Study of school vouchers needed before legislation, says Tennessee Gov. Bill Haslam

Study of school vouchers needed before legislation, says Tennessee Gov. Bill Haslam

December 15th, 2011 by Andy Sher in Local - Breaking News

Republican Tennessee Gov. Bill Haslam

Republican Tennessee Gov. Bill Haslam

Photo by Jenna Walker /Times Free Press.

POLL: Should the state give low-income students vouchers to attend private schools?

NASHVILLE - Republican Senate Speaker Ron Ramsey today said he is ready to go ahead this legislative session with legislation mandating a scaled-back version of a bill allowing parents to use taxpayer-funded vouchers to attend private and religious schools.

But later in the day, Gov. Bill Haslam, a fellow Republican, announced formation of a task force that will study the issue. The panel won't report back until the fall of 2012.

Speaking to reporters earlier, Ramsey said he would like to see some form of vouchers, which Republican proponents are calling "equal opportunity scholarships."

"I want to see a form of it pass," Ramsey said, later going on to question why a parent with a child should be "trapped" in a failing school.

In a news release issued later, Haslam said that he supports "school choice options" and believes the vouchers could "be an impactful tool in Tennessee. We should offer alternatives to low-income students and their parents who may feel stuck in failing schools. Charter schools have been a significant part of process, and it is appropriate to explore additional opportunities."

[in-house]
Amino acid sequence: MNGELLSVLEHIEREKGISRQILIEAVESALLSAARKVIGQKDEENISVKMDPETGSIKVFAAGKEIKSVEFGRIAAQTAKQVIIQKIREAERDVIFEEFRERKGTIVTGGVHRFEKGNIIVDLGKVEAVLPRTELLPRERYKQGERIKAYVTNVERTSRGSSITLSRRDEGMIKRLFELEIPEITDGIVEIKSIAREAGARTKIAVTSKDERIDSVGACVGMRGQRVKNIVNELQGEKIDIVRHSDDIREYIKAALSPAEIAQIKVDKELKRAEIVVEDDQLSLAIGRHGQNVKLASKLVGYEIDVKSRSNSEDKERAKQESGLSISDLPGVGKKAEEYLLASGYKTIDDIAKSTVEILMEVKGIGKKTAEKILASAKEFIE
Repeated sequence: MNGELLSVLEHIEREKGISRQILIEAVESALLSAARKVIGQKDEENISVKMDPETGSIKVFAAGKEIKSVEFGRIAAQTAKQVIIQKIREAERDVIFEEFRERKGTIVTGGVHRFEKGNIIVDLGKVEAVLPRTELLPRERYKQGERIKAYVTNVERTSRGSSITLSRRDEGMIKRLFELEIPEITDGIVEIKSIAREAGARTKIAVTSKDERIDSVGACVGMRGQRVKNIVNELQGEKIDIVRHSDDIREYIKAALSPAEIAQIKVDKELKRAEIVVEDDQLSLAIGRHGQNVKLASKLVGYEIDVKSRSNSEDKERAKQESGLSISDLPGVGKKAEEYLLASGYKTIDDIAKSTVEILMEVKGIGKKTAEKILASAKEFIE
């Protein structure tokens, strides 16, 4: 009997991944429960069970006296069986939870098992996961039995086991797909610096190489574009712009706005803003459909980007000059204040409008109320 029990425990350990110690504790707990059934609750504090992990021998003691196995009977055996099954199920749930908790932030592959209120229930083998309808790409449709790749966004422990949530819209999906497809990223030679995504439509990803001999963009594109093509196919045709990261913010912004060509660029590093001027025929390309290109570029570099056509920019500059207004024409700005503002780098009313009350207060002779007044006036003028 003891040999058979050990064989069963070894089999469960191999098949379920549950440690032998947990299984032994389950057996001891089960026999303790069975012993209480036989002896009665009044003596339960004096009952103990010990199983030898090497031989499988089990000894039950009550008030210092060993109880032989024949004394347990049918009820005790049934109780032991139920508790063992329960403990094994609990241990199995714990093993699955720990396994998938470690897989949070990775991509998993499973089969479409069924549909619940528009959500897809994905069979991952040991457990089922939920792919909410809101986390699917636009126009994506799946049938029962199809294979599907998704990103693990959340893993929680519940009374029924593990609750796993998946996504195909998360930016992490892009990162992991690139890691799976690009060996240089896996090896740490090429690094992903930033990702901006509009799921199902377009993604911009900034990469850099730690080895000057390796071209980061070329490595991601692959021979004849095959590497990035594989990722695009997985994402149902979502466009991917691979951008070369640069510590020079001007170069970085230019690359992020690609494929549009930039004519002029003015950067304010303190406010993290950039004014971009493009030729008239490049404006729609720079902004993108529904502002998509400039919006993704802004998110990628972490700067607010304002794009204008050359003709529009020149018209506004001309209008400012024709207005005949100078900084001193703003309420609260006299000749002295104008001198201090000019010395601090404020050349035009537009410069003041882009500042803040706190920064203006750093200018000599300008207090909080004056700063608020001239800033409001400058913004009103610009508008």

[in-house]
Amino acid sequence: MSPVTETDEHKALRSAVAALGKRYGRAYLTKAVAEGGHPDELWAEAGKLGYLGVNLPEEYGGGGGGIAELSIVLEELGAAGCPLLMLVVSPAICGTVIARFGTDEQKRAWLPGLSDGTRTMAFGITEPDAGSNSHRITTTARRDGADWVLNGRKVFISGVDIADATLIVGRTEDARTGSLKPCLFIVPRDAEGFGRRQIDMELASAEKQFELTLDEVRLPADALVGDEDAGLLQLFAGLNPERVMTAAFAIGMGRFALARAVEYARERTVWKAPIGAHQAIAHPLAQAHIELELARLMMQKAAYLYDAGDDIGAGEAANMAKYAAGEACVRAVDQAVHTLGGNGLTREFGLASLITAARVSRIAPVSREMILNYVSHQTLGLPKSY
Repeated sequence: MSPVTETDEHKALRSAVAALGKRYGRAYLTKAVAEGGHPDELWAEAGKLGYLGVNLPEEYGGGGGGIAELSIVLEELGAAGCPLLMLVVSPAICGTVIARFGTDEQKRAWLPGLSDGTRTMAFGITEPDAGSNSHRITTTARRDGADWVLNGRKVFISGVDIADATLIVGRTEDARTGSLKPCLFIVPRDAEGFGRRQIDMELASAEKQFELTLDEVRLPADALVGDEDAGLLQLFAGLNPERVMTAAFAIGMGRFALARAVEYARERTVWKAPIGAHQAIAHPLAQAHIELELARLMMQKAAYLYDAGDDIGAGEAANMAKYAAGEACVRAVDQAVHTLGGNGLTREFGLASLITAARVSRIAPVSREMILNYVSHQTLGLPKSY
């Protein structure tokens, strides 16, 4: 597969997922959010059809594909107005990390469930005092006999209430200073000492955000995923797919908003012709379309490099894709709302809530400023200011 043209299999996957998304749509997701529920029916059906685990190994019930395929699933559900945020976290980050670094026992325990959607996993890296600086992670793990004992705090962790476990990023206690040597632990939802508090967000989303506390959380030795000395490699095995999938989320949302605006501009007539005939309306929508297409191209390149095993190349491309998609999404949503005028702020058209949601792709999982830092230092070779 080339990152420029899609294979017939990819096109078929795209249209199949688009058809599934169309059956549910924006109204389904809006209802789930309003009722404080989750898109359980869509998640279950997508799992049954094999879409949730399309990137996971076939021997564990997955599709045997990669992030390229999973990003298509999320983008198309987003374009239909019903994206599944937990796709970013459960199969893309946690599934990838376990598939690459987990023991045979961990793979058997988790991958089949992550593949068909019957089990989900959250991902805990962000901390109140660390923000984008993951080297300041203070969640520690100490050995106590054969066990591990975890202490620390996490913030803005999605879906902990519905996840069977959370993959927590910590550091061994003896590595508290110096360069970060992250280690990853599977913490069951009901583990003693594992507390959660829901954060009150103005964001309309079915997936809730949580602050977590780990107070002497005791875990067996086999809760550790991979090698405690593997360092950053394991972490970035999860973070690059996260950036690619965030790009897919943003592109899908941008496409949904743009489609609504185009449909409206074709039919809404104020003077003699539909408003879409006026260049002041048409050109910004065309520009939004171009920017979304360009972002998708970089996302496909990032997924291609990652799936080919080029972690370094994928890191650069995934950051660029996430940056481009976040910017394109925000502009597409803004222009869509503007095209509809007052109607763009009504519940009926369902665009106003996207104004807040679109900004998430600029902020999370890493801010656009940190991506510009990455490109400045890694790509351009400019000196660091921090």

But, Haslam went on to say, "there is still work to be done ... in identifying what an opportunity scholarship program should look like here, and I think those discussions need to happen before legislation is pursued any further in this session.

"First and foremost, any new program must complement our ongoing efforts to reform education," Haslam said.

This year's version of the bill, which passed the Senate and stalled in the House, would have forced implementation of vouchers for low-income students in the state's four largest school systems, including Hamilton County schools.